Weighted Average Cost of Capital

MoneyBestPal Team
A measure of how much it costs a company to raise funds from different sources, such as debt and equity.
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The Weighted Average Cost of Capital (WACC), which is a measure of how much it costs a business to raise money from various sources like debt and equity, shows how much it does. It is derived by averaging the costs of each capital source according to their share in the overall capital structure.

Consider a corporation that has $100 million in debt with a 5% interest rate and $200 million in equity with a projected return of 10%. The WACC of this company would be:

WACC = (5% x $100 million / $300 million) + (10% x $200 million / $300 million)

WACC = 1.67% + 6.67%

WACC = 8.33%

Why is WACC crucial? because it indicates the bare minimum return on investment that a business must achieve in order to pay off its debts and satisfy its shareholders. A corporation will lose value for its owners if it invests in a project with a return that is less than its WACC. On the other hand, a business will benefit its owners if it invests in a project with a return that exceeds its WACC.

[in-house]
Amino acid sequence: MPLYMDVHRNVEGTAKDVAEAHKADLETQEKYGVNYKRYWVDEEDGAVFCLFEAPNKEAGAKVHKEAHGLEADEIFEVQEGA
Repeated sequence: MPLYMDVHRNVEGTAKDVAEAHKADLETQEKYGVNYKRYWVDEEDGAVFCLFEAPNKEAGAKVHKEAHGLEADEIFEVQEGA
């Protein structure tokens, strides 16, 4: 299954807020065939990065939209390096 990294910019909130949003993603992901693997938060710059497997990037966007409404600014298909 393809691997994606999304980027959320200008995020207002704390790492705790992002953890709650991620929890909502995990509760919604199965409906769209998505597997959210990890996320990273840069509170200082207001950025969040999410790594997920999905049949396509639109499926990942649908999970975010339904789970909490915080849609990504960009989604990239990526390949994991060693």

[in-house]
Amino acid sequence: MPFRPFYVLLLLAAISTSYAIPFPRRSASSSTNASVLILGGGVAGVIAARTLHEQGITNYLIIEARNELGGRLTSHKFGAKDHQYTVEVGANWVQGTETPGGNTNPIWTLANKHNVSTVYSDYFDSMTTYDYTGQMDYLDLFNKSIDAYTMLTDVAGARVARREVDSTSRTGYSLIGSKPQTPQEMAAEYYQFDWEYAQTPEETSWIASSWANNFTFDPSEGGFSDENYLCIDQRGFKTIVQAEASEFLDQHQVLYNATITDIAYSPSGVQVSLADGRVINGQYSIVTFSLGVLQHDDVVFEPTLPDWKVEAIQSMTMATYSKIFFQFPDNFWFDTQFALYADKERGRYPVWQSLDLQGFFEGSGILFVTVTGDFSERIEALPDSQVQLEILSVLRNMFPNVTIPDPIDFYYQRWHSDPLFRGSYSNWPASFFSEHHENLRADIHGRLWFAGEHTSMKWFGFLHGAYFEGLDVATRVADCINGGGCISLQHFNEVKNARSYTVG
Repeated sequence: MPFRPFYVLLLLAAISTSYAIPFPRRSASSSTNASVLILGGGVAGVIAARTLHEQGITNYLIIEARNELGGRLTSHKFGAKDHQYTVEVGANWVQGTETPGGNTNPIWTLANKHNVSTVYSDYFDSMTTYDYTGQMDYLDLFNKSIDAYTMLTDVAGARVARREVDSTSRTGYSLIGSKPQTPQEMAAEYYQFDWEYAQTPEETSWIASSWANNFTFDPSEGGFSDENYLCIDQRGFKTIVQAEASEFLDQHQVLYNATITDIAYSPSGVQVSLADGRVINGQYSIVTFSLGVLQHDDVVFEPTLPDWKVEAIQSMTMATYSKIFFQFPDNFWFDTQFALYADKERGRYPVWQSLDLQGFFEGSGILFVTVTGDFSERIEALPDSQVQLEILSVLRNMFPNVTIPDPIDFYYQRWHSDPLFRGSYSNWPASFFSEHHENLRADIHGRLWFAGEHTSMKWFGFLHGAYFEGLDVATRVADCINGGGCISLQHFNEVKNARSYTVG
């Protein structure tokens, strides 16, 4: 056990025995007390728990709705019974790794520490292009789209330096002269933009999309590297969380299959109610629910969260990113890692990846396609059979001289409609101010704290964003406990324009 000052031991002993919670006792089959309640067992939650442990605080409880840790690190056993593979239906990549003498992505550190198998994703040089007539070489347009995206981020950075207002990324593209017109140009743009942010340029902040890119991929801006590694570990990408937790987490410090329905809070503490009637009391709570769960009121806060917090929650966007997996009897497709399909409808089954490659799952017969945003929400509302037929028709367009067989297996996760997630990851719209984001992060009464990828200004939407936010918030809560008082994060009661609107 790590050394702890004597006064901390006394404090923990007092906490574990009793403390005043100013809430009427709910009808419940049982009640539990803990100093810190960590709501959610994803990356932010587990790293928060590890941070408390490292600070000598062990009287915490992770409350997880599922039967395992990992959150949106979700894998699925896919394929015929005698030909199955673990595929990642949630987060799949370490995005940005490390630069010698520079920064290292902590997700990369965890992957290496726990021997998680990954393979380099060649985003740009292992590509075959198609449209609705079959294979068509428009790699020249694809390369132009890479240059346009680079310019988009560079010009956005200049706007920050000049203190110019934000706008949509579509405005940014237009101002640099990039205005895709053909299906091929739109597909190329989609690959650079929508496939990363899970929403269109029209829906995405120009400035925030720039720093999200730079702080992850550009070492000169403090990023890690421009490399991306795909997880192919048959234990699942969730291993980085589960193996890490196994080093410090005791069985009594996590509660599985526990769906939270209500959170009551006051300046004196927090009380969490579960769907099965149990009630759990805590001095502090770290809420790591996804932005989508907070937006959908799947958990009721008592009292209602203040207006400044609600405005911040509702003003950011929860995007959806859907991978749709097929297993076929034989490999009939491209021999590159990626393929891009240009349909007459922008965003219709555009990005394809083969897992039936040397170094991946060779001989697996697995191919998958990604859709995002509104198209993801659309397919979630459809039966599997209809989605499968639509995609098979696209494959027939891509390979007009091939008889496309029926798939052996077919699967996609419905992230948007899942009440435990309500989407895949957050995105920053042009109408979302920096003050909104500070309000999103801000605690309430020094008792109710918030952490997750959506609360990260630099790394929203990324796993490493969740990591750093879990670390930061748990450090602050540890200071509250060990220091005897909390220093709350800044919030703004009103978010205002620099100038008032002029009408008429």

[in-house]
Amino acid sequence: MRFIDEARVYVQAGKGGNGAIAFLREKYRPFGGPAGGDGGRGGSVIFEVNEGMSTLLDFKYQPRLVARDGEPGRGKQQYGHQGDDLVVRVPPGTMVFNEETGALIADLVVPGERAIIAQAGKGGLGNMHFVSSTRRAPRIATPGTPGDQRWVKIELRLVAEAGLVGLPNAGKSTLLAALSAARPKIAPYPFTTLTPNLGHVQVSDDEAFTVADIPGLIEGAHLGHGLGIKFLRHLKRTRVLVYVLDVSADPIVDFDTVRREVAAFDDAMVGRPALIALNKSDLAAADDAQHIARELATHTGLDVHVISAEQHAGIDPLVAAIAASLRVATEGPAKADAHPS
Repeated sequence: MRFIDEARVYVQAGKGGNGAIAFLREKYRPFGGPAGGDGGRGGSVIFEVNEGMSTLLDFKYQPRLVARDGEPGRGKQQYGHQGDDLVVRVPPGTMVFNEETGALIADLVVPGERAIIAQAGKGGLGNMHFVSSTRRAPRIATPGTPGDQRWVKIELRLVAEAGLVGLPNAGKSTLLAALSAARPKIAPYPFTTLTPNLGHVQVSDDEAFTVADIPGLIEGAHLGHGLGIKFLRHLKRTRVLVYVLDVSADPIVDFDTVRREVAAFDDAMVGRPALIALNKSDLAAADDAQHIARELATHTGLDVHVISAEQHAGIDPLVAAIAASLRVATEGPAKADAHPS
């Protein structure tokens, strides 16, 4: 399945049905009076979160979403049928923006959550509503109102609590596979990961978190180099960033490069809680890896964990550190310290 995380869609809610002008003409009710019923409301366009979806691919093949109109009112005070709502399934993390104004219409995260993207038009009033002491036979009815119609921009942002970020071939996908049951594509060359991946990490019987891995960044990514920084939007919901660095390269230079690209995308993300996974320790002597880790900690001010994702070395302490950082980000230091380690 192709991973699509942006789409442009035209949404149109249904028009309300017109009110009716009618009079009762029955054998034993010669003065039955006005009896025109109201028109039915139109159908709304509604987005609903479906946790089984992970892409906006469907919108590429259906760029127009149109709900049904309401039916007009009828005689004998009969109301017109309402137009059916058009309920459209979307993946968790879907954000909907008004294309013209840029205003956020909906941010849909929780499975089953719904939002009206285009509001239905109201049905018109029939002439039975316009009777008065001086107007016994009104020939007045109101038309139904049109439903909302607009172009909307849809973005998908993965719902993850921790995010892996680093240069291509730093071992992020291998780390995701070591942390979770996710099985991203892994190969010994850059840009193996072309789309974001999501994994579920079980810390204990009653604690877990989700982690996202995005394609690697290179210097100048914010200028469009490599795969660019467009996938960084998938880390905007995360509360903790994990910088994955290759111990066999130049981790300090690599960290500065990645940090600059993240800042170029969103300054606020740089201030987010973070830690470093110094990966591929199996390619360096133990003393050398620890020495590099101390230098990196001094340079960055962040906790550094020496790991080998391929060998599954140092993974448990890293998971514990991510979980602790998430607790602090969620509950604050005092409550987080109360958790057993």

The profitability and viability of various initiatives and investments can therefore be assessed using WACC as a standard. By selecting the debt-to-equity ratio that reduces WACC and increases value, it can also assist a company in optimizing its capital structure.

WACC does not have a set value, though. According to a number of variables, including market conditions, interest rates, risk tolerance, tax rates, and growth prospects, it may alter over time. As a result, it's critical to regularly update and track WACC in order to reflect a company's and its environment's current state.